Given the film’s success at festivals and among critics, how do you assess its impact on the public’s understanding of Vienna’s espionage history?

Well, least of all we wanted our viewers to think about Vienna’s espionage history while watching our film. We want them to enjoy Vienna as probably one of the most comfortable cities in the world. Of course, there is another side to it. Nothing in Vienna is as simple as it seems and although professionals are well aware of it, when you think about Vienna most people simply do not know that its ‘missing dimension’ is espionage. In Vienna, one should talk not only about ‘espionage history’ but also about its espionage present and espionage future. It is a very unique place. We want our viewers to realise it not on the logical, but also on the emotional level. And if they do, our job is done.

Looking Ahead:

Are there any other projects or themes you are eager to explore in future films?

Naturally, we have a variety of projects that we want to explore, but as an intelligence historian, I believe my strong side is spy films. Today, people tend to read less and I can hardly imagine anybody reading, say, my book Stalin’s Agent (Oxford University Press, 2014) which is about 1,000 pages, from the first to the last cover. But you can deliver the same message with the help of a movie, maybe even more effectively. I remember 50 years ago in the Soviet Union they produced a TV series called ‘17 Moments of Spring’ which is still a hit. Generations of Russians still know about the wartime intelligence from this movie.

“Spy Capital: Vienna” offers a deep dive into the world of espionage centred around Vienna. Do you plan to expand this exploration into other cities or aspects of espionage in future projects?

We plan to develop this series and the next film project is Spy Capital: London. Because Britain has excellent intelligence and security services plus what was earlier the Special Branch, London has never been the capital of espionage. Here, spies were quickly identified and either expelled or arrested. With this, the most interesting espionage operations of the past decades took place in London. It is my firm principle as an academic and intelligence historian that every espionage case must be reconsidered and reassessed after two or three decades, so we shall take a few known cases and give them a new, fresh interpretation.

There is also another film in this series, which I would like not to name here, but it is also a documentary and the action takes place in California.

Personal Reflections:

Reflecting on your career so far, how do you believe your work has contributed to the public’s understanding of espionage and intelligence work?

I do hope my articles, books, public lectures and now films help people to understand that behind major political or economic decisions there is something called secret intelligence, the same missing dimension. The world exists in several parallel layers, it is multifaceted, but much of what is going on we simply do not see as we do not understand motivations. When on Sunday you walk along some quiet streets of Vienna, say, in the 4th District, you believe the city is sleeping but in reality, it is far from it. The district, known as ‘diplomatic’, is awake and very active 24/7, day and night.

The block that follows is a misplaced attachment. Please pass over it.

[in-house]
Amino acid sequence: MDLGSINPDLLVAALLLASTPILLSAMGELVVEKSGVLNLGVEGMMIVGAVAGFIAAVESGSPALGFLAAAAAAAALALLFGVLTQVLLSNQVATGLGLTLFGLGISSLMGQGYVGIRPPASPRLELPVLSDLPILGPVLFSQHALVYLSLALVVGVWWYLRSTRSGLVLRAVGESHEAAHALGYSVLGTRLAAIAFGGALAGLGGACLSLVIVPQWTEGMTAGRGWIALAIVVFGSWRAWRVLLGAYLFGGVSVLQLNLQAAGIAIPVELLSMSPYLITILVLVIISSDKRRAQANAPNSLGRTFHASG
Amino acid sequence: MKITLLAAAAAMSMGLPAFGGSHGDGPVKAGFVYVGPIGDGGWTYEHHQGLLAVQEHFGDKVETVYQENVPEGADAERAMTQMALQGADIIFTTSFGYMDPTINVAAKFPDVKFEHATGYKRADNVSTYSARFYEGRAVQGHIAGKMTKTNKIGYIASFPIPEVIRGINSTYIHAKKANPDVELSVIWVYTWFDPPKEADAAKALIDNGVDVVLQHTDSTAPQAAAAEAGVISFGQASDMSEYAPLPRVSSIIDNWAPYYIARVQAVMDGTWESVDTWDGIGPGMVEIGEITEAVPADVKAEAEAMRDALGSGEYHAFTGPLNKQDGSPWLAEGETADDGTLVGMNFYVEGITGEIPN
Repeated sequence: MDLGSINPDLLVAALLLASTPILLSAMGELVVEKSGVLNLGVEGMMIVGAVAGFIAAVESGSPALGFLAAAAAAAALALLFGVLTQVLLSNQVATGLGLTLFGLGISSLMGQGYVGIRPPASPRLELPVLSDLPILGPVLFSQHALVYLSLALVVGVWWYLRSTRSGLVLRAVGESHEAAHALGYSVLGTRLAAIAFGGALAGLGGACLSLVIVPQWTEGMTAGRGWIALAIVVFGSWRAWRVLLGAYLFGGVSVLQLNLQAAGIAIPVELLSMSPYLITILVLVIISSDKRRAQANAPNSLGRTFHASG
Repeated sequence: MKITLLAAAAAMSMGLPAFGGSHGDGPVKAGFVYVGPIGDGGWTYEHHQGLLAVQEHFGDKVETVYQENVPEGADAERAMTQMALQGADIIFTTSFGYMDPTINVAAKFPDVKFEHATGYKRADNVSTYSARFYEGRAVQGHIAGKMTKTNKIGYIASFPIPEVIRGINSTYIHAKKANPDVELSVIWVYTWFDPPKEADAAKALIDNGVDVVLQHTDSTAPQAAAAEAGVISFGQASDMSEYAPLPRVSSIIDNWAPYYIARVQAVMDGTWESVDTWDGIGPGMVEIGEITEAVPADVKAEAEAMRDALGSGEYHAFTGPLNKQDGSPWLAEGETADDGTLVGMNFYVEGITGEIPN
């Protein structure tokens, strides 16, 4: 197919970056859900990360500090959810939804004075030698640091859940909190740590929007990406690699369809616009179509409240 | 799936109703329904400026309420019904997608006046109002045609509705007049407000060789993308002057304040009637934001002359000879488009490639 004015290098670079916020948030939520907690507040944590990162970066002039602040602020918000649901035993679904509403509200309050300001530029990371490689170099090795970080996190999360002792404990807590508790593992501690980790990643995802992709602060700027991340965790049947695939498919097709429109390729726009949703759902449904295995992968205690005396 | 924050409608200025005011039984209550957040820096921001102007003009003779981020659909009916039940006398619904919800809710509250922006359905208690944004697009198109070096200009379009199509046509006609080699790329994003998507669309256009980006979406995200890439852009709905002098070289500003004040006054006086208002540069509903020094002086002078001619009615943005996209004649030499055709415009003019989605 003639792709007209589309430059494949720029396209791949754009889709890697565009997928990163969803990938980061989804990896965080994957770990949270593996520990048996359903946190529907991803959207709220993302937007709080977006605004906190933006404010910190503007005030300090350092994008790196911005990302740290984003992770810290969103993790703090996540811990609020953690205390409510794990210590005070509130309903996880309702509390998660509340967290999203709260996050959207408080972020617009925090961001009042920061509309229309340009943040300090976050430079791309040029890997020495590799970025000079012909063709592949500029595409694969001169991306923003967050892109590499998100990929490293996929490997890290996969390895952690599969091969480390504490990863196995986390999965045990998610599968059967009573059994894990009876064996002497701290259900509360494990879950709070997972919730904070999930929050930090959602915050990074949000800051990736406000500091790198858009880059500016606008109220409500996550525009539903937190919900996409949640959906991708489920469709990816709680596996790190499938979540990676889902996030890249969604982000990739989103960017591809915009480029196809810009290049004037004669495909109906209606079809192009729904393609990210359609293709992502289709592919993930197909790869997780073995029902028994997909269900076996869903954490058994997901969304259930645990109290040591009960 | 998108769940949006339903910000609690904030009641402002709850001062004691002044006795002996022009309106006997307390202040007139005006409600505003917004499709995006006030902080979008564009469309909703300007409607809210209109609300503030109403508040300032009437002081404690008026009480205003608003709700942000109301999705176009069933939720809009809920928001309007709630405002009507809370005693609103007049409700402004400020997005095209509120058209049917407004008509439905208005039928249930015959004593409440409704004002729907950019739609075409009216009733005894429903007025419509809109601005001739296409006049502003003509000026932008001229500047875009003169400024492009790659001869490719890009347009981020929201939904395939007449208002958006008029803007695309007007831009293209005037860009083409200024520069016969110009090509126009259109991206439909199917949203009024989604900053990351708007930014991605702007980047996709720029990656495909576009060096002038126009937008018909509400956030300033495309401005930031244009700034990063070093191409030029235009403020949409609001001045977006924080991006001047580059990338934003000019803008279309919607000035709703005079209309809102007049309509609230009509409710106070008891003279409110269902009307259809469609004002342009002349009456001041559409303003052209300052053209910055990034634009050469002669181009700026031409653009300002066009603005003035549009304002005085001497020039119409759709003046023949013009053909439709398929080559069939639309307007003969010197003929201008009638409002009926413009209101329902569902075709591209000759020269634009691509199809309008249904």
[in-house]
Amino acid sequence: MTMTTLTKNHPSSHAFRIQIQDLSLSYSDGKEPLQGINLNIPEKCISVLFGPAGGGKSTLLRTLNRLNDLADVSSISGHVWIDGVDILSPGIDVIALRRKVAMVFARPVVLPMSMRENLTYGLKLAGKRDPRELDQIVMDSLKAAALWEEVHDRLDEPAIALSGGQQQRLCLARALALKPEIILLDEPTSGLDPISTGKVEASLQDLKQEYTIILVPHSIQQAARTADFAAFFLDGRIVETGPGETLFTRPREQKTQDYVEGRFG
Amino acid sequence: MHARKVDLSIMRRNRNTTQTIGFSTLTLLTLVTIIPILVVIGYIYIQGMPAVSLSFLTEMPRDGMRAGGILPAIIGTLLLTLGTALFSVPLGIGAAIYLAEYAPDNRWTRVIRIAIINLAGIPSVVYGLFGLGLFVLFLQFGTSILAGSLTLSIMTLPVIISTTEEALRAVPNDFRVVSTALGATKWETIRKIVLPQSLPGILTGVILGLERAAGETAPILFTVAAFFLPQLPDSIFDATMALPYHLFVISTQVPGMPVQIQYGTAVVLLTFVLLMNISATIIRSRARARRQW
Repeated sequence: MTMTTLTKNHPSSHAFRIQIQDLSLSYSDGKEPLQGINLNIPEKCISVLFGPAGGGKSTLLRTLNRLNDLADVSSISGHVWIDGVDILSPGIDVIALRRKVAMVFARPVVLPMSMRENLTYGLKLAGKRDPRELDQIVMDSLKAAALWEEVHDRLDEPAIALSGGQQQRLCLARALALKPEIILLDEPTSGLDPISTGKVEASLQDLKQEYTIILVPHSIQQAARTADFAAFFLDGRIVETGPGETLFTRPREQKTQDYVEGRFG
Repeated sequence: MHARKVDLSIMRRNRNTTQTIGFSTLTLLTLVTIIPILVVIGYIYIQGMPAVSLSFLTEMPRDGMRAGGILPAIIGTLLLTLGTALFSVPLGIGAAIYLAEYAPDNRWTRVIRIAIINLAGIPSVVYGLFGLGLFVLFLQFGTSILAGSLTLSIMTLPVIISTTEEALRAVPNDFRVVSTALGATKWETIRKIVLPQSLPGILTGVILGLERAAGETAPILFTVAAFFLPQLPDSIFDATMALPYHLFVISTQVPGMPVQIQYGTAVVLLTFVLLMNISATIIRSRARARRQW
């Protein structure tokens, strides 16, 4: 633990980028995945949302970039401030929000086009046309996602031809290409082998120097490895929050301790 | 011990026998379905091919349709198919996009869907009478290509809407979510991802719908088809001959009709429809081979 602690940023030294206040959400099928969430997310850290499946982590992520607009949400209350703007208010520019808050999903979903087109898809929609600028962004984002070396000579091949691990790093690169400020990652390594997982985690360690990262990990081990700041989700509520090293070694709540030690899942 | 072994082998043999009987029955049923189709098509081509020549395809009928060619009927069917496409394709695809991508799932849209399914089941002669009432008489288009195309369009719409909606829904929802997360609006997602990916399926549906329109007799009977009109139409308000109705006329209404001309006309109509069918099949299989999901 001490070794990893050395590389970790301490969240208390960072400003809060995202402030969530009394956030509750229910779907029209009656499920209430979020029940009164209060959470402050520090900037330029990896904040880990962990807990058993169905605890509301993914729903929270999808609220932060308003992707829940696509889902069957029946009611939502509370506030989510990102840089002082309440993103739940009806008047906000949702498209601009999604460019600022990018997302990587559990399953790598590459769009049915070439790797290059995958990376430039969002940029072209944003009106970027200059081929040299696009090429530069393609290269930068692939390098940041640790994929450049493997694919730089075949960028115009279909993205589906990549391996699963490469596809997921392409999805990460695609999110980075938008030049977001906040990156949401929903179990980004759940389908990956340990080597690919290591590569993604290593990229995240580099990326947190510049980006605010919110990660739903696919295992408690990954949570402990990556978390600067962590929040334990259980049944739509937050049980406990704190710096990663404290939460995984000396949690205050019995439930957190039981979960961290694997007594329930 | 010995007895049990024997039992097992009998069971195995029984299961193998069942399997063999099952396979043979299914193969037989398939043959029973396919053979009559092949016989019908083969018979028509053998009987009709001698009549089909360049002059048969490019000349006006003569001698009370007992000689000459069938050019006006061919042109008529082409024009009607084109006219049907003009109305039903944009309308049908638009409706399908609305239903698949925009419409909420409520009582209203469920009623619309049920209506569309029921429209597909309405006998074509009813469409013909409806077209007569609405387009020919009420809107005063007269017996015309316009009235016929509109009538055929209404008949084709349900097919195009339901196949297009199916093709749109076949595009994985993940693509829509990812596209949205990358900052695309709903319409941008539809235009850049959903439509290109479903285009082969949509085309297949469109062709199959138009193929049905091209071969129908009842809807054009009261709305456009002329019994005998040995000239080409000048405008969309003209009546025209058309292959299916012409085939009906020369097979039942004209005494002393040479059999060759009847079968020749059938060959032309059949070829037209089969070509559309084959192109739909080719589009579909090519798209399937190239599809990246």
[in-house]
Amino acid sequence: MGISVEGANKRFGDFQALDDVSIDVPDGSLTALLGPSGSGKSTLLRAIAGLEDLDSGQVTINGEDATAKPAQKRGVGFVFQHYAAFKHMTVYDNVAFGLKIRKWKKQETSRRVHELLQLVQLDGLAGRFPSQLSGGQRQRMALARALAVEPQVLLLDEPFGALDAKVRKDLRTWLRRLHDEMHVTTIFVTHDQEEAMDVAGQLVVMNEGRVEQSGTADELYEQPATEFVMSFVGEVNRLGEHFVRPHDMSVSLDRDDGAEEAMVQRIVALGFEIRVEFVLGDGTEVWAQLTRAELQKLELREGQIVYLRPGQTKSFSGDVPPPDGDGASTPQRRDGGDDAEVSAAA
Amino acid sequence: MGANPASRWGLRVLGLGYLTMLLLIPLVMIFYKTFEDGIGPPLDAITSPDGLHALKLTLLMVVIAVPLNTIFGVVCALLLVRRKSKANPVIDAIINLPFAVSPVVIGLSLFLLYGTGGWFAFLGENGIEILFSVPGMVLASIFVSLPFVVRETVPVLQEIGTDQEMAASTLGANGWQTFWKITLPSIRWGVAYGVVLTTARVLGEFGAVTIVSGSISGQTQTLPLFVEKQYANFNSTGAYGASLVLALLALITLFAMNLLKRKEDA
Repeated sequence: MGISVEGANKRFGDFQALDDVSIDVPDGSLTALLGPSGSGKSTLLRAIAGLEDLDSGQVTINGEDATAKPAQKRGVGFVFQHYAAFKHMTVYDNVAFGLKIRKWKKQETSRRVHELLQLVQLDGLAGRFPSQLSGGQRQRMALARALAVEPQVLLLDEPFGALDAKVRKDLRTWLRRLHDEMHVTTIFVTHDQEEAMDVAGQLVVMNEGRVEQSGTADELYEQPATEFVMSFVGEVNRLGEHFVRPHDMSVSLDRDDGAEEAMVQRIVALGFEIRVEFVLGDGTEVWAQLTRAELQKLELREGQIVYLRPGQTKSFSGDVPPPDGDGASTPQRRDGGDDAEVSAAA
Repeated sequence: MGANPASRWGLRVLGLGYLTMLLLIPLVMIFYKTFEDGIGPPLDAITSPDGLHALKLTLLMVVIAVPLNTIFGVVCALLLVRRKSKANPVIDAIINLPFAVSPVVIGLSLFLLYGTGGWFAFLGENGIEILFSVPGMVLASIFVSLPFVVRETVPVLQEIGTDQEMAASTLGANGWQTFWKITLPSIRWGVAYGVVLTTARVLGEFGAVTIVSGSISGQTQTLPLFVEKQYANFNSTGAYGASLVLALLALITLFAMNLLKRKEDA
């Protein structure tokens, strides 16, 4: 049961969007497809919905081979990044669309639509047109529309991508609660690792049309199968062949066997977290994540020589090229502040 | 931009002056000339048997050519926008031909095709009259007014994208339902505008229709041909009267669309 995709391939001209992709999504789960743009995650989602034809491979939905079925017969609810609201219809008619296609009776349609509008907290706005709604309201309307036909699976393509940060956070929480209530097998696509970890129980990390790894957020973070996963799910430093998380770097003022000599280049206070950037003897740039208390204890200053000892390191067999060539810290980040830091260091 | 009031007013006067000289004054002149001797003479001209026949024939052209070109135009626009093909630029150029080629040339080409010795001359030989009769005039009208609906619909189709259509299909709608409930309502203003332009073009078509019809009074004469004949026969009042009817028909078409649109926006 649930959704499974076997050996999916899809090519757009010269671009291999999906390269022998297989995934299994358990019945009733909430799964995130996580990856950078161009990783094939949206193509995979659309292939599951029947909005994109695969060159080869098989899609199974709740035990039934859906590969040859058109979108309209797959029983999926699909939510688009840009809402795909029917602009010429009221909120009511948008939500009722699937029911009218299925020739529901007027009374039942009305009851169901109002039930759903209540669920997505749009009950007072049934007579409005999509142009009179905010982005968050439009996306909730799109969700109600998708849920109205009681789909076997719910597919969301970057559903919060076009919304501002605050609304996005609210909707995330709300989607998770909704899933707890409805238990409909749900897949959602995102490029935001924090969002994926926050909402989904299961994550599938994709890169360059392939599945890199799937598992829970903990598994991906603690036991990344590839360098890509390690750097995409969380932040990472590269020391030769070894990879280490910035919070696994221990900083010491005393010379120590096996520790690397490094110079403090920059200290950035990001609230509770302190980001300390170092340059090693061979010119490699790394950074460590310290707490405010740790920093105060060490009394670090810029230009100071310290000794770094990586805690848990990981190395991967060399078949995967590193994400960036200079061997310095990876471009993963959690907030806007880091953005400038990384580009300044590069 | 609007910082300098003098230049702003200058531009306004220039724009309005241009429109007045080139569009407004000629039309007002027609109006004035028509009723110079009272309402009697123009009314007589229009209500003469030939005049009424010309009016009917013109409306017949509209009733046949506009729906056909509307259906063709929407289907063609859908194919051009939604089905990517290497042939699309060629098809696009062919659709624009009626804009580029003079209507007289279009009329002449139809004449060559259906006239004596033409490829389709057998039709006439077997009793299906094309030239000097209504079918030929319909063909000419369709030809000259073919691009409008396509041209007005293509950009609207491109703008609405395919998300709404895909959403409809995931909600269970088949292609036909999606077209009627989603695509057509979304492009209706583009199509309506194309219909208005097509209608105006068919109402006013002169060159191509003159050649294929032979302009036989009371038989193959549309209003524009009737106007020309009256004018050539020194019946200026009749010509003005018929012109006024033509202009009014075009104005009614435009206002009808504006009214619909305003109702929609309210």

What advice would you give to filmmakers interested in exploring historical or espionage-related themes in their work?

Filmmakers who want to make good spy movies must start by studying the subject matter as best as they can. During their work on the film project, they must work with intelligence professionals, consultants, and experts. Original, non-standard moves are always welcome both in true-life intelligence operations and in spy movies.

As we conclude our fascinating journey with Boris Volodarsky through the enigmatic and historically rich avenues of Vienna in “Spy Capital: Vienna,” we’re left with a profound appreciation for the intricate dance of espionage that plays out in the shadows of this illustrious city. Through Volodarsky’s expert lens, we’ve ventured into the heart of Vienna’s clandestine legacy, uncovering the silent narratives that have shaped not just a city, but the very fabric of international relations. This documentary doesn’t just expand our knowledge of Vienna’s espionage history; it invites us to look beyond the surface, to question and explore the unseen forces shaping our world. As Volodarsky embarks on future projects, continuing to unravel the complex web of intelligence and intrigue, his work stands as a testament to the enduring power of storytelling. It’s a reminder to remain ever curious, ever vigilant, and always ready to discover the untold stories that linger in the whispers of history.